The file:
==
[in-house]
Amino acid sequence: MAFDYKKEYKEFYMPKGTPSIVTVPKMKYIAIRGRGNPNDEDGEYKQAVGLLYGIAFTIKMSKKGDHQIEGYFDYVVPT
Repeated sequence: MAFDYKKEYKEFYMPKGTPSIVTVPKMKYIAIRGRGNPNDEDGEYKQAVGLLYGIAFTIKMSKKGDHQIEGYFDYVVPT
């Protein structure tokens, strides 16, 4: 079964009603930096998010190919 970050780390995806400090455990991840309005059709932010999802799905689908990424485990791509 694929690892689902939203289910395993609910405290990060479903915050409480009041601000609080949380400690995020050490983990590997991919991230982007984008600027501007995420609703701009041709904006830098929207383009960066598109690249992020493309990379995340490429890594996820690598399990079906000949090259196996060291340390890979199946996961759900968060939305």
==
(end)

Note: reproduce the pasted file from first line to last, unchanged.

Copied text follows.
[in-house]
Amino acid sequence: MAFDYKKEYKEFYMPKGTPSIVTVPKMKYIAIRGRGNPNDEDGEYKQAVGLLYGIAFTIKMSKKGDHQIEGYFDYVVPT
Repeated sequence: MAFDYKKEYKEFYMPKGTPSIVTVPKMKYIAIRGRGNPNDEDGEYKQAVGLLYGIAFTIKMSKKGDHQIEGYFDYVVPT
């Protein structure tokens, strides 16, 4: 079964009603930096998010190919 970050780390995806400090455990991840309005059709932010999802799905689908990424485990791509 694929690892689902939203289910395993609910405290990060479903915050409480009041601000609080949380400690995020050490983990590997991919991230982007984008600027501007995420609703701009041709904006830098929207383009960066598109690249992020493309990379995340490429890594996820690598399990079906000949090259196996060291340390890979199946996961759900968060939305």